After starting his own practice in 1959, Peter had more freedom to pursue his developing research interests. He started simply by documenting the clinical cases that he treated. He began publishing the accumulated data in a series of 3 papers in the British Veterinary Journal entitled ‘Clinical Studies on the Newborn Thoroughbred Foal’ (Rossdale 1967a,b, 1968). The data also formed the basis of his fellowship thesis to the Royal Veterinary College, entitled ‘A Clinical and Laboratory Assessment of the Health Status of the Newborn Thoroughbred Foal’, which was awarded in 1967. These first papers on normal foals were rapidly followed by publications on the abnormal behaviours and other clinical problems in newborn foals, with particular emphasis on foals that failed to stand and nurse, developed respiratory problems or showed seizure activity. He was particularly interested in the neurological cases and later termed this condition ‘neonatal maladjustment syndrome’ or NMS (Rossdale 1972). Since then, this condition has had many other descriptive synonyms (neonatal encephalopathy, perinatal asphyxia syndrome, hypoxic–ischaemic encephalopathy) but NMS is now back in vogue, although its aetiology still remains obscure, despite all the research. During the early phase of his research career Peter also differentiated between foals with infection and those sick from noninfectious causes. In particular, he was interested in the distinctions between prematurity, dysmaturity and intrauterine growth retardation in newborn foals, analogous to the human clinical classifications. So began his passion for documenting and systemising the physiology and pathophysiology of the equine perinatal period, which this special issue celebrates.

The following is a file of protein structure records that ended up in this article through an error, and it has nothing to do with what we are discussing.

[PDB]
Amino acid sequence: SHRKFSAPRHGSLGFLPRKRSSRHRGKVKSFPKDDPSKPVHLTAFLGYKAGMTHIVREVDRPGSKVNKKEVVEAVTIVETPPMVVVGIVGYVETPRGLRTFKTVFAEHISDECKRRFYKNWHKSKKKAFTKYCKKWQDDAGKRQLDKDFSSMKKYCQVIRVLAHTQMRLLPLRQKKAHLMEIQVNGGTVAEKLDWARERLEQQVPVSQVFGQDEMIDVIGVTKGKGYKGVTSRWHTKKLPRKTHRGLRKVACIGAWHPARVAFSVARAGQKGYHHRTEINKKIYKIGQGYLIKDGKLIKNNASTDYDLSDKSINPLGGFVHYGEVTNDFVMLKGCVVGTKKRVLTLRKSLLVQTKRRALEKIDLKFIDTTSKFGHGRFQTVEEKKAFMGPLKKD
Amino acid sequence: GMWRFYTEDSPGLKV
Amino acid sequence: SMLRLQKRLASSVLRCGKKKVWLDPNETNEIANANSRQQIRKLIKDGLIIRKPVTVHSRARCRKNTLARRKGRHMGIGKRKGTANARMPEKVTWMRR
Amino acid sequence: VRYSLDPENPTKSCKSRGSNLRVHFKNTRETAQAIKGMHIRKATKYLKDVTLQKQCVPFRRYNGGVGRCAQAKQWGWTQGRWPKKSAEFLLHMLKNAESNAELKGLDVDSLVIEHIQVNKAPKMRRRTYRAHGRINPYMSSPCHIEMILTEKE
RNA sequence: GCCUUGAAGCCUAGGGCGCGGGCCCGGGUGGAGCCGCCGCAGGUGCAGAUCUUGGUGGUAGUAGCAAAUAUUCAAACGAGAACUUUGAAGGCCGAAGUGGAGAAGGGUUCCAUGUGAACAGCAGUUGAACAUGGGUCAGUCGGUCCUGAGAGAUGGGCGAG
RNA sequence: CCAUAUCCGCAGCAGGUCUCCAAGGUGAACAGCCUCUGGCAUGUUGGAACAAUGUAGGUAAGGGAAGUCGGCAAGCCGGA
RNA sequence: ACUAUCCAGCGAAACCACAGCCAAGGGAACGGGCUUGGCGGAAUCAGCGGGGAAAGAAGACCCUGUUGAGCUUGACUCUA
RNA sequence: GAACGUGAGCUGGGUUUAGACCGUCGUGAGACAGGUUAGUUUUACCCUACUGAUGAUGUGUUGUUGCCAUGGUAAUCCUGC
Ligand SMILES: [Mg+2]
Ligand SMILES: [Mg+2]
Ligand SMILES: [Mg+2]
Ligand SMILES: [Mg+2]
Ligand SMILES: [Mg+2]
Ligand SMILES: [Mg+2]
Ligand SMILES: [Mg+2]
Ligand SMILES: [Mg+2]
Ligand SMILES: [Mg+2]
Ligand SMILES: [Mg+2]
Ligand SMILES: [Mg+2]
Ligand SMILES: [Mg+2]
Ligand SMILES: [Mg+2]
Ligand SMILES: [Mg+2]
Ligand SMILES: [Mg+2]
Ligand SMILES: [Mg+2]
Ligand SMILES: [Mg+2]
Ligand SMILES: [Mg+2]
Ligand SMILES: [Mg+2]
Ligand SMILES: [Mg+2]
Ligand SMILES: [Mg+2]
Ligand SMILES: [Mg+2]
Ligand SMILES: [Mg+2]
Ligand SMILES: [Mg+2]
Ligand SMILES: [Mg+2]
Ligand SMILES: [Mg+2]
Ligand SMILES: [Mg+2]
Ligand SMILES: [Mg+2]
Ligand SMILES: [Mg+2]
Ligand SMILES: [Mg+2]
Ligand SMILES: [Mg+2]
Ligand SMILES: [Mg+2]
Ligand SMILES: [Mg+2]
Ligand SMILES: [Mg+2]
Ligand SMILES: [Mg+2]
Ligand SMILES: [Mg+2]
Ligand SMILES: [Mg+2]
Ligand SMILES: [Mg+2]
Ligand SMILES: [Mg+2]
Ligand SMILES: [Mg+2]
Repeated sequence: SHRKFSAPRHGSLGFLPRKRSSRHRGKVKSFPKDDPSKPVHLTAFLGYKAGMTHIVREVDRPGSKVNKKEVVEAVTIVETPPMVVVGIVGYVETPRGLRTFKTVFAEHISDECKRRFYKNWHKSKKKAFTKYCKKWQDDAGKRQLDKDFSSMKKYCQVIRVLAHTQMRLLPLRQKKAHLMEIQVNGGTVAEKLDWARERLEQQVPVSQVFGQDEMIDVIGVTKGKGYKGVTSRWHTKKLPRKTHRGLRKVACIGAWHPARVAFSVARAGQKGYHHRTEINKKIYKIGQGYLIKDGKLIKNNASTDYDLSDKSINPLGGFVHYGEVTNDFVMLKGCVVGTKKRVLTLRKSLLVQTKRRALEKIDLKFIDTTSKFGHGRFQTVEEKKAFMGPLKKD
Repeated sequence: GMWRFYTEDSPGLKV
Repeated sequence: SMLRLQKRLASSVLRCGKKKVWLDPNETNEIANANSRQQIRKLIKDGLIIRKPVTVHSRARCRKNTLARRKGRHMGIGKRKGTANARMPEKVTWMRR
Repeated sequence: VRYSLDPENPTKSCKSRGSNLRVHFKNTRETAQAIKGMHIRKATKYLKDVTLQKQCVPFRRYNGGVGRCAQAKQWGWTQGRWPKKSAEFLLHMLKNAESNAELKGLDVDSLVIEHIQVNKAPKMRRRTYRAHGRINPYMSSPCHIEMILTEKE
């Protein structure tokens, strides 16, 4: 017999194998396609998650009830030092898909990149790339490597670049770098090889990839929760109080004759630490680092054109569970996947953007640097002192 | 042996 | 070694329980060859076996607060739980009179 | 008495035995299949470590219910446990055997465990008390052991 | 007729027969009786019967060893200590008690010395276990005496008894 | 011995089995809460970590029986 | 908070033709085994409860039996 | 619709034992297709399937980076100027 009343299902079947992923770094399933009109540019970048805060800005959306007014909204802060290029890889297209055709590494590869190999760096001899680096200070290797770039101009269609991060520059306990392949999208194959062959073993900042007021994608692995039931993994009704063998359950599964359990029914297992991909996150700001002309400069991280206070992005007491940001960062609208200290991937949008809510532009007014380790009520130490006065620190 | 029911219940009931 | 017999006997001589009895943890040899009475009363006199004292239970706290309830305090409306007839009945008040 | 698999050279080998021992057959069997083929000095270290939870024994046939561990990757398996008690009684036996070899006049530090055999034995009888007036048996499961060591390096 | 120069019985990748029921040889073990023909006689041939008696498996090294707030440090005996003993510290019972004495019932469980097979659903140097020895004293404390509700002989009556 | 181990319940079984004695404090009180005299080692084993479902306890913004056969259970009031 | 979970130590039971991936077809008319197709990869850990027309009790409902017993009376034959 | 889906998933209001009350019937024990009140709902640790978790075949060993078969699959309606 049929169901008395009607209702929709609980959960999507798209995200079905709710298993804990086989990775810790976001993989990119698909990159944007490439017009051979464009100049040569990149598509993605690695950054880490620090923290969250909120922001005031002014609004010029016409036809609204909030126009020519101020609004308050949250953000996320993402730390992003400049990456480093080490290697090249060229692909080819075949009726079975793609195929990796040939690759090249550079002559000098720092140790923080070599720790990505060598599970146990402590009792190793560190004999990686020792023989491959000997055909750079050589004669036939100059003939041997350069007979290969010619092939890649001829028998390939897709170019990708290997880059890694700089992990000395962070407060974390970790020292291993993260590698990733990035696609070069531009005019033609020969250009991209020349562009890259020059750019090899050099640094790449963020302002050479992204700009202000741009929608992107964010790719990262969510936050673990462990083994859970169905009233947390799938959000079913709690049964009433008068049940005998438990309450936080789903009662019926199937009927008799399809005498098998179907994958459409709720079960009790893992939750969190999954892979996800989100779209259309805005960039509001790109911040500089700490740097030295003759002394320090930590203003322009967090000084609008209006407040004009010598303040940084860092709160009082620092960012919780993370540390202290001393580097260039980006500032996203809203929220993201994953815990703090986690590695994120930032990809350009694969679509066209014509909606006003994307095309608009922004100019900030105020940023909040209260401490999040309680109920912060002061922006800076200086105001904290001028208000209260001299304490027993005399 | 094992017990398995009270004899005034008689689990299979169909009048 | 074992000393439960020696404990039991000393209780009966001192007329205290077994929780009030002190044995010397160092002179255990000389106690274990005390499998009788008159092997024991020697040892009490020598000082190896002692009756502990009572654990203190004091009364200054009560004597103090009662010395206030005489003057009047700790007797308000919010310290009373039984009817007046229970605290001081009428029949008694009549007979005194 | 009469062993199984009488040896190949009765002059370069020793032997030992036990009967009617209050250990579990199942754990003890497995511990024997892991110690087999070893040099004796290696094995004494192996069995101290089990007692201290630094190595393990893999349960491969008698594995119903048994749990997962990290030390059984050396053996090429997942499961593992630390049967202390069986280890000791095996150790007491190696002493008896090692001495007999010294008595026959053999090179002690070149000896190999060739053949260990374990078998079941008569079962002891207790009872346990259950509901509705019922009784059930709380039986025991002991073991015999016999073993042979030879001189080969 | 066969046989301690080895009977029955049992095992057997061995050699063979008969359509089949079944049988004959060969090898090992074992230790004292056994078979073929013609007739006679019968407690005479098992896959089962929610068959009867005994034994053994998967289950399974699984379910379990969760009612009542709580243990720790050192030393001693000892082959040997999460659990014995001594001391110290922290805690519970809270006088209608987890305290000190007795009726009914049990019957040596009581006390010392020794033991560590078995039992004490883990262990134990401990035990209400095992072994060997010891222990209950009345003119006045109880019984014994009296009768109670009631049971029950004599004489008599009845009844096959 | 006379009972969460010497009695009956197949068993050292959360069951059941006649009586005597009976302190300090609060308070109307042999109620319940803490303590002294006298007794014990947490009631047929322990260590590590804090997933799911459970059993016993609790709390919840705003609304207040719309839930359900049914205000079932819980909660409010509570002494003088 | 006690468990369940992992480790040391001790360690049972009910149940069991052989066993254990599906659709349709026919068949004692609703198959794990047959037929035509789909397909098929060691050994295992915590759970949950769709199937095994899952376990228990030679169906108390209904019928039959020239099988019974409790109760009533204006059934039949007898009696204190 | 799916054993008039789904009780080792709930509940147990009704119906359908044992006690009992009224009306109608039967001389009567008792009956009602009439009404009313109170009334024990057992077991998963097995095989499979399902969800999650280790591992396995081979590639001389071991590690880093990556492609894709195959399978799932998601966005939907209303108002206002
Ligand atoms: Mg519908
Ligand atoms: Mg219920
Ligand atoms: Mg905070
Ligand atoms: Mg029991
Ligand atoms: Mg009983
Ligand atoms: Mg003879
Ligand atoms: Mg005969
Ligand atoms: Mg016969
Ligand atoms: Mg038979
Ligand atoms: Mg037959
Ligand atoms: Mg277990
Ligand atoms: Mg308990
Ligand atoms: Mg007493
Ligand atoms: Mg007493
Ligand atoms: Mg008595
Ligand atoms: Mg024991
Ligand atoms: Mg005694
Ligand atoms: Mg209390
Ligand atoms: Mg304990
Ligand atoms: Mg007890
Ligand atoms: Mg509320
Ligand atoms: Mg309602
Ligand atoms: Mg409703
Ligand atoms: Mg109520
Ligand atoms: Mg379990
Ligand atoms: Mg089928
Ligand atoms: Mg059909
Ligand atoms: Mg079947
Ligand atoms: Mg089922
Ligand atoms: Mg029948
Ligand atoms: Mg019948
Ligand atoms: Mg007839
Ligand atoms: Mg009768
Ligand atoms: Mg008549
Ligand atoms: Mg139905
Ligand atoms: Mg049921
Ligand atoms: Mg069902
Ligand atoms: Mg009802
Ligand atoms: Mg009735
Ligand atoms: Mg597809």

By the 1970s, not only was Peter busy building Rossdale and Partners into a successful veterinary practice, he was also immersed in several research projects in collaboration with clinical and scientific colleagues at Newmarket and Cambridge. He was publishing on a regular basis in scientific and clinical journals and also writing textbooks. One of his first textbooks, Equine Studfarm Medicine published in 1980 with Sidney Ricketts, was the major veterinary reference book of the day. Furthermore, in 1980, he took over as Editor of the Equine Veterinary Journal, a position that he held for 31 years (Blikslager et al. 2011). With the support and expertise of many collaborators, Peter initiated a series of detailed studies on fetal maturation and health in late gestation, foal prematurity, and progestagen metabolism in the mare and foal. He soon realised that relying on clinical material was inadequate to meet his research goals, so, in 1980, he applied successfully to the Wellcome Trust for funds to support a herd of research ponies to study prematurity and other aspects of equine perinatology. Most impressively, he managed to maintain competitive funding for the research herd and related projects for over 20 years from the Wellcome Trust, the Horserace Betting Levy Board and Darley Studfarm Management.